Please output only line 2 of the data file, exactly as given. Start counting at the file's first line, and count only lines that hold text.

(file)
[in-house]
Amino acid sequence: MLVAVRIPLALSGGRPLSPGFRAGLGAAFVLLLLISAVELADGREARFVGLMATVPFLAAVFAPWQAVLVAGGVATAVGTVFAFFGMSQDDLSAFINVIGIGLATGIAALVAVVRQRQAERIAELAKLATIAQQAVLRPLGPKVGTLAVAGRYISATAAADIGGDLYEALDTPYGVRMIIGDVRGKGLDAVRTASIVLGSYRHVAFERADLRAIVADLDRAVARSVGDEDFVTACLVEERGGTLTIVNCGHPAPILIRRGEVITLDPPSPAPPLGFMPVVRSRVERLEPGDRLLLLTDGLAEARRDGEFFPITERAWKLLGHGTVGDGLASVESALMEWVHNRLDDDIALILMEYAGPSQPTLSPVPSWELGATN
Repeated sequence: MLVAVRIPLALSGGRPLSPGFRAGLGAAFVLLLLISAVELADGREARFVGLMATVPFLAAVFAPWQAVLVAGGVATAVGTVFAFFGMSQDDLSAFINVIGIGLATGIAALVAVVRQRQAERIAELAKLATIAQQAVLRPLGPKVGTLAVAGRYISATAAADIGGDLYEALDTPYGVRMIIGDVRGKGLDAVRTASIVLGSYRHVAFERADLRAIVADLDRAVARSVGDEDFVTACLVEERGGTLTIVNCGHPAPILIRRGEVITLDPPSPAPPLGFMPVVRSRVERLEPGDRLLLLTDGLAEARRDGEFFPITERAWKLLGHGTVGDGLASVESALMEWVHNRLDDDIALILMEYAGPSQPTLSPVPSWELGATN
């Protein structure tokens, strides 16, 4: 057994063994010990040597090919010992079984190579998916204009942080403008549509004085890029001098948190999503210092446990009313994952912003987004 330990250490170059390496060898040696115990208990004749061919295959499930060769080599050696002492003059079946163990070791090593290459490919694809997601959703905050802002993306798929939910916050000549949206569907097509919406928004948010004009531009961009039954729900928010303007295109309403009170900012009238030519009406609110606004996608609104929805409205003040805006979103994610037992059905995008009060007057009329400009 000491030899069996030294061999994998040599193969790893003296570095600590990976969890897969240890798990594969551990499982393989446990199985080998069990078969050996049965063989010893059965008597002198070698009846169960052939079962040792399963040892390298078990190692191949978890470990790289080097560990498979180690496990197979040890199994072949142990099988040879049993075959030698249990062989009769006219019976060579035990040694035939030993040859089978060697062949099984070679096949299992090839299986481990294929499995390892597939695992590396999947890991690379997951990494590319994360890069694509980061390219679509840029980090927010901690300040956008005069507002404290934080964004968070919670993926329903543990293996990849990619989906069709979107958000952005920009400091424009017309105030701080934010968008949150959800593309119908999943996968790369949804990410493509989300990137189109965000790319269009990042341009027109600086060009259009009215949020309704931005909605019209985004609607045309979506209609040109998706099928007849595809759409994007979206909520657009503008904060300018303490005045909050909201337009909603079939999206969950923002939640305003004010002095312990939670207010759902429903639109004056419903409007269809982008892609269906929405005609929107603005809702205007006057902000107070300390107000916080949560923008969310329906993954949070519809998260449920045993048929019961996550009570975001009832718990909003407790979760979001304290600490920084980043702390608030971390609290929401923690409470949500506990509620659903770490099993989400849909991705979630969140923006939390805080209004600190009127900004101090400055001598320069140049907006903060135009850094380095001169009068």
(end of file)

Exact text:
Amino acid sequence: MLVAVRIPLALSGGRPLSPGFRAGLGAAFVLLLLISAVELADGREARFVGLMATVPFLAAVFAPWQAVLVAGGVATAVGTVFAFFGMSQDDLSAFINVIGIGLATGIAALVAVVRQRQAERIAELAKLATIAQQAVLRPLGPKVGTLAVAGRYISATAAADIGGDLYEALDTPYGVRMIIGDVRGKGLDAVRTASIVLGSYRHVAFERADLRAIVADLDRAVARSVGDEDFVTACLVEERGGTLTIVNCGHPAPILIRRGEVITLDPPSPAPPLGFMPVVRSRVERLEPGDRLLLLTDGLAEARRDGEFFPITERAWKLLGHGTVGDGLASVESALMEWVHNRLDDDIALILMEYAGPSQPTLSPVPSWELGATN